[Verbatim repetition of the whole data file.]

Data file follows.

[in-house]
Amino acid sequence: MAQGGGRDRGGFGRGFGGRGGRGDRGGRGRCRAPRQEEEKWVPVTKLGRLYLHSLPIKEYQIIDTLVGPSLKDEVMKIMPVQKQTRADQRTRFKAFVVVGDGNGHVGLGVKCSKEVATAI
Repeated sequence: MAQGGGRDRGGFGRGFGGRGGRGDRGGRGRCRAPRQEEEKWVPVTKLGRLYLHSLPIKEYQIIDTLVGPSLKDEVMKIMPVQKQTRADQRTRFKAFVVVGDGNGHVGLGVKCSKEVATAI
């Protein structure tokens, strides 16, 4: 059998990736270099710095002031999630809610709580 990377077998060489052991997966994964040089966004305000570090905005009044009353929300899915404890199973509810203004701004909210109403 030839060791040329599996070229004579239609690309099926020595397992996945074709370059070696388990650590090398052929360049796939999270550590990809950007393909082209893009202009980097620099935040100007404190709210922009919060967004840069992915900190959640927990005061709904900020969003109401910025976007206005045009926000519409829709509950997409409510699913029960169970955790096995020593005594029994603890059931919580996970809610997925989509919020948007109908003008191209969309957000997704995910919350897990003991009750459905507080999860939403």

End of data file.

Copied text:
[in-house]
Amino acid sequence: MAQGGGRDRGGFGRGFGGRGGRGDRGGRGRCRAPRQEEEKWVPVTKLGRLYLHSLPIKEYQIIDTLVGPSLKDEVMKIMPVQKQTRADQRTRFKAFVVVGDGNGHVGLGVKCSKEVATAI
Repeated sequence: MAQGGGRDRGGFGRGFGGRGGRGDRGGRGRCRAPRQEEEKWVPVTKLGRLYLHSLPIKEYQIIDTLVGPSLKDEVMKIMPVQKQTRADQRTRFKAFVVVGDGNGHVGLGVKCSKEVATAI
């Protein structure tokens, strides 16, 4: 059998990736270099710095002031999630809610709580 990377077998060489052991997966994964040089966004305000570090905005009044009353929300899915404890199973509810203004701004909210109403 030839060791040329599996070229004579239609690309099926020595397992996945074709370059070696388990650590090398052929360049796939999270550590990809950007393909082209893009202009980097620099935040100007404190709210922009919060967004840069992915900190959640927990005061709904900020969003109401910025976007206005045009926000519409829709509950997409409510699913029960169970955790096995020593005594029994603890059931919580996970809610997925989509919020948007109908003008191209969309957000997704995910919350897990003991009750459905507080999860939403």